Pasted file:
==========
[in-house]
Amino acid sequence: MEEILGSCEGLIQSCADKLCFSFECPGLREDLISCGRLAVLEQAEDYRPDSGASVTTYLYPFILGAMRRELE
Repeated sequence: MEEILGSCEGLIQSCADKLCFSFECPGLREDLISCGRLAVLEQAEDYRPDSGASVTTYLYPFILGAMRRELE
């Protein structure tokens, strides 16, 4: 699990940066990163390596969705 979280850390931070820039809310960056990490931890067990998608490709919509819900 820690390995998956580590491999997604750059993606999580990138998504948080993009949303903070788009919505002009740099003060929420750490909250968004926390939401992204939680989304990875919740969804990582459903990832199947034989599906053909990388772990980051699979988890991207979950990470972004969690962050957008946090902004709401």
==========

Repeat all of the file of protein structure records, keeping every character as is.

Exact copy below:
[in-house]
Amino acid sequence: MEEILGSCEGLIQSCADKLCFSFECPGLREDLISCGRLAVLEQAEDYRPDSGASVTTYLYPFILGAMRRELE
Repeated sequence: MEEILGSCEGLIQSCADKLCFSFECPGLREDLISCGRLAVLEQAEDYRPDSGASVTTYLYPFILGAMRRELE
């Protein structure tokens, strides 16, 4: 699990940066990163390596969705 979280850390931070820039809310960056990490931890067990998608490709919509819900 820690390995998956580590491999997604750059993606999580990138998504948080993009949303903070788009919505002009740099003060929420750490909250968004926390939401992204939680989304990875919740969804990582459903990832199947034989599906053909990388772990980051699979988890991207979950990470972004969690962050957008946090902004709401």